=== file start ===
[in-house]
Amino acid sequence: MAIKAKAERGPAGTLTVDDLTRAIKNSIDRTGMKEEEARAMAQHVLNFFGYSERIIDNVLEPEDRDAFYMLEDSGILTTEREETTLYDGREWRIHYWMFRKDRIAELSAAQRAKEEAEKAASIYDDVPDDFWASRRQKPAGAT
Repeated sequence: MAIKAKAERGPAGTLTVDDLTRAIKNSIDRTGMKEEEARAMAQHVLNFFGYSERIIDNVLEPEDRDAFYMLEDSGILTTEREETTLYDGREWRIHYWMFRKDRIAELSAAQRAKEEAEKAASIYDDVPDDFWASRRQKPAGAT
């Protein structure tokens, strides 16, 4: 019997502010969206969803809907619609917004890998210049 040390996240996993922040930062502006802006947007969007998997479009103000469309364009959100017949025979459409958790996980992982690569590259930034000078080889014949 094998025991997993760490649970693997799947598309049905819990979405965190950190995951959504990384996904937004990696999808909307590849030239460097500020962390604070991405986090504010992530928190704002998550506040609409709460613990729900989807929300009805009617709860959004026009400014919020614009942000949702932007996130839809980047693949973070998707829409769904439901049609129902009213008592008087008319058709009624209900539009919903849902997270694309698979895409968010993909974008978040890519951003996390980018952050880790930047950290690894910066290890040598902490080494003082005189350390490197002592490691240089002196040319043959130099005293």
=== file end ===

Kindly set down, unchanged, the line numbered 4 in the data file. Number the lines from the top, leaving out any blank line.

């Protein structure tokens, strides 16, 4: 019997502010969206969803809907619609917004890998210049 040390996240996993922040930062502006802006947007969007998997479009103000469309364009959100017949025979459409958790996980992982690569590259930034000078080889014949 094998025991997993760490649970693997799947598309049905819990979405965190950190995951959504990384996904937004990696999808909307590849030239460097500020962390604070991405986090504010992530928190704002998550506040609409709460613990729900989807929300009805009617709860959004026009400014919020614009942000949702932007996130839809980047693949973070998707829409769904439901049609129902009213008592008087008319058709009624209900539009919903849902997270694309698979895409968010993909974008978040890519951003996390980018952050880790930047950290690894910066290890040598902490080494003082005189350390490197002592490691240089002196040319043959130099005293």